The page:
From: Andrew Robinson <A.Robinson_at_ms.unimelb.edu.au>

Date: Sun, 23 Nov 2008 20:51:00 +1100

Date: Sun, 23 Nov 2008 20:51:00 +1100

Hi David,

On Fri, Nov 21, 2008 at 12:01:52PM -0800, dschruth wrote:

> I'm a programmer in a biology lab who is starting to use R to automate

*> some of our statistical analysis of growth rate determination. But I'm
**> running into some problems as I re-code.
**>
**> 1) Hypotheses concerning Slope similarity/difference:
**> I'm using R's anova(lm()) methods to analyse a model which looks
**> like this:
**> growth.metric ~ time * test.tube
**> I understand that testing the the interaction between time and tube
**> (time:test.tube) will tell us if the growth rates (for the last three
**> test tubes) are significantly different from one another (Ho=slopes
**> are the same). The purpose of doing this test is so that we can be
**> certain our cultures have fully acclimated to the treatment and aren't
**> going to change much if we stop measuring. This is an important cost
**> saving practice too as measurements can go on for years. Yet I'm
**> worried that our null and alternative hypotheses should be swapped so
**> that our test is more conservative (Ho=slopes are different ... ie
**> still acclimating.)
*

Good thinking.

> Is there a way to specify my model that flips these hypotheses?

*> Should I be using a different method? Is this even appropriate?
*

You could think about equivalence tests. See e.g. references in the equivalence package.

> 2) Growth Rate is confounded with Variance of Growth Rate

*> I'm also worried about the fact that rates for cultures with faster
**> growth are calculated using fewer data points (assuming similar
**> sampling times between treatments) . The result is that growth ~ var
**> (growth). Not only does this put a wrinkle in my analysis between
**> treatments, but it also biases the growth acclimation determining
**> ANCOVA test above. Faster growing cultures will usually pass the "no
**> significant difference between slopes test" more easily because there
**> are fewer points from which to be certain about rejecting Ho.
**>
**> Is there a way to control for this?
**> Perhaps I could include the number of points in my model?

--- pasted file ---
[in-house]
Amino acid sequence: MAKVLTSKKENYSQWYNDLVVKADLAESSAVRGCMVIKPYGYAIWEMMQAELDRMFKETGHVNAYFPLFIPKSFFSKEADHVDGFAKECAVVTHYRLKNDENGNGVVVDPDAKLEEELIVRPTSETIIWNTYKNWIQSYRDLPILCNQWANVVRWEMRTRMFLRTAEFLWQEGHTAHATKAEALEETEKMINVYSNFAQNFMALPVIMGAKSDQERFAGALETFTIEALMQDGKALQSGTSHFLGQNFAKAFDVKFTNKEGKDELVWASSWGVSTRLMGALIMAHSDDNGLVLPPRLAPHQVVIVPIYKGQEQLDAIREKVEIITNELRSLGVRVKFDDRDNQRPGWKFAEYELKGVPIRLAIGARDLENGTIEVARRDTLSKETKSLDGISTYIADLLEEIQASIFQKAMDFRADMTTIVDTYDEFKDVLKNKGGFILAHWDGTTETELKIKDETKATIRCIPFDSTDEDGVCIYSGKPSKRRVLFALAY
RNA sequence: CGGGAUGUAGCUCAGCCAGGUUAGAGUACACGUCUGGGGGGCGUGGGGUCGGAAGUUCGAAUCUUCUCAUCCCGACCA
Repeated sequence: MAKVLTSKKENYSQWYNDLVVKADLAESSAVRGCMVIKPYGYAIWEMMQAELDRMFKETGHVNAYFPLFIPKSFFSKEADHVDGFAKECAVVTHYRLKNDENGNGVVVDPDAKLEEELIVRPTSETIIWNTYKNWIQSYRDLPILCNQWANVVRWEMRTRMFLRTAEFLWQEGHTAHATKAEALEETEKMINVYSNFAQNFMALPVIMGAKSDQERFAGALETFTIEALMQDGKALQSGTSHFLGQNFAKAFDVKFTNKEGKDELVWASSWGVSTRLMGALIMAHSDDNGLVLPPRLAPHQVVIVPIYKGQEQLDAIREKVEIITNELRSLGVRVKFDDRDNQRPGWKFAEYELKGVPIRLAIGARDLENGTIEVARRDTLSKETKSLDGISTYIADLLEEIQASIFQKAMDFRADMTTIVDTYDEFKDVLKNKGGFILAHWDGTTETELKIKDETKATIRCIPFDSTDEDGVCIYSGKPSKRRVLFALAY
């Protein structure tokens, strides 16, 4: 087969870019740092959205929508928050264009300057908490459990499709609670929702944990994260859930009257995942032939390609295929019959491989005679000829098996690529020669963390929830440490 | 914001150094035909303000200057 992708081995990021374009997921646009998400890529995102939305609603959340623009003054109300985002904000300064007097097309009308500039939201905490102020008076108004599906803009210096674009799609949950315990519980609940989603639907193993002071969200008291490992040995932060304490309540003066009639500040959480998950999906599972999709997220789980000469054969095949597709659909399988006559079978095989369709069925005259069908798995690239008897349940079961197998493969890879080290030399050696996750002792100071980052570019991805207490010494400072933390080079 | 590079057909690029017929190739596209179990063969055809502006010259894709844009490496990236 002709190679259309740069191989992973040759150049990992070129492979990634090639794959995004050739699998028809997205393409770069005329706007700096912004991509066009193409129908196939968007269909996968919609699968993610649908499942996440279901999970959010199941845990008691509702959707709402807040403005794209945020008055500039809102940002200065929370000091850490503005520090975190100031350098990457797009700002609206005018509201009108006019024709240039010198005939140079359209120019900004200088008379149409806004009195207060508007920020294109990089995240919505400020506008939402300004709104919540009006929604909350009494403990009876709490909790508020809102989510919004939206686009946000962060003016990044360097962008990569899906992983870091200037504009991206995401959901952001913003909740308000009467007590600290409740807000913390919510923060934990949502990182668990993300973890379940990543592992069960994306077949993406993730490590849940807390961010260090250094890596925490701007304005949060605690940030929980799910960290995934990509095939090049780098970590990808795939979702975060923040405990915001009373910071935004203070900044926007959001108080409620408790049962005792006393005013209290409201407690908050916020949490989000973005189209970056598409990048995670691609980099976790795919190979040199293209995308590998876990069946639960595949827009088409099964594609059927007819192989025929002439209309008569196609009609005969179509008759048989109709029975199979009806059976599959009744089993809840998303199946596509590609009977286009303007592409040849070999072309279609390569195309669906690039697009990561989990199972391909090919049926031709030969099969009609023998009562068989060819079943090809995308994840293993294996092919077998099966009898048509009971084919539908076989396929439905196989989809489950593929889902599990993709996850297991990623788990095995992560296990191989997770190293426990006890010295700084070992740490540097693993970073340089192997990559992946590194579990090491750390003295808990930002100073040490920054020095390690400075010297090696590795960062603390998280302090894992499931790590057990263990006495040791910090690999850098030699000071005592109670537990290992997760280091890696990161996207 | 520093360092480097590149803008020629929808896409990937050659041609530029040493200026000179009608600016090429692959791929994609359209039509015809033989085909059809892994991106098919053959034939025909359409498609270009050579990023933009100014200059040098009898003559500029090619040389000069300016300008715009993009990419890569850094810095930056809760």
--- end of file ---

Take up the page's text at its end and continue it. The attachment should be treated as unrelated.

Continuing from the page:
*

Depending on the model that you apply, you might be able to explicitly model the variance to allow for this possibility. I would guess that it's not necessarily only the fewer data points contributing to the greater variation. Faster-growing cultures might also be inherently more variable.

> 3) Statistical validity of using subsets of growth.metric measurements

*> within a test tube
**> There are some lab members who insist that we can throw out the
**> beginning and end of our log transformed growth.metric measurements
**> because they are outliers in determining maximum growth. I've
**> proposed looping through all possible combinations of 3 or more points
**> within the growth curve and using the highest or best fitting (best R-
**> squared) slope. But this idea has been rejected by our PI as not be a
**> valid thing to do.
**>
**> Ideas here?
*

I'm feeling very cautious about giving advice on this question as I don't know enough about the area. Sorry.

I hope that this helps, otherwise.

Andrew

-- Andrew Robinson Department of Mathematics and Statistics Tel: +61-3-8344-6410 University of Melbourne, VIC 3010 Australia Fax: +61-3-8344-4599 http://www.ms.unimelb.edu.au/~andrewpr http://blogs.mbs.edu/fishing-in-the-bay/ ______________________________________________ R-help_at_r-project.org mailing list https://stat.ethz.ch/mailman/listinfo/r-help PLEASE do read the posting guide http://www.R-project.org/posting-guide.html and provide commented, minimal, self-contained, reproducible code.Received on Sun 23 Nov 2008 - 09:56:10 GMT

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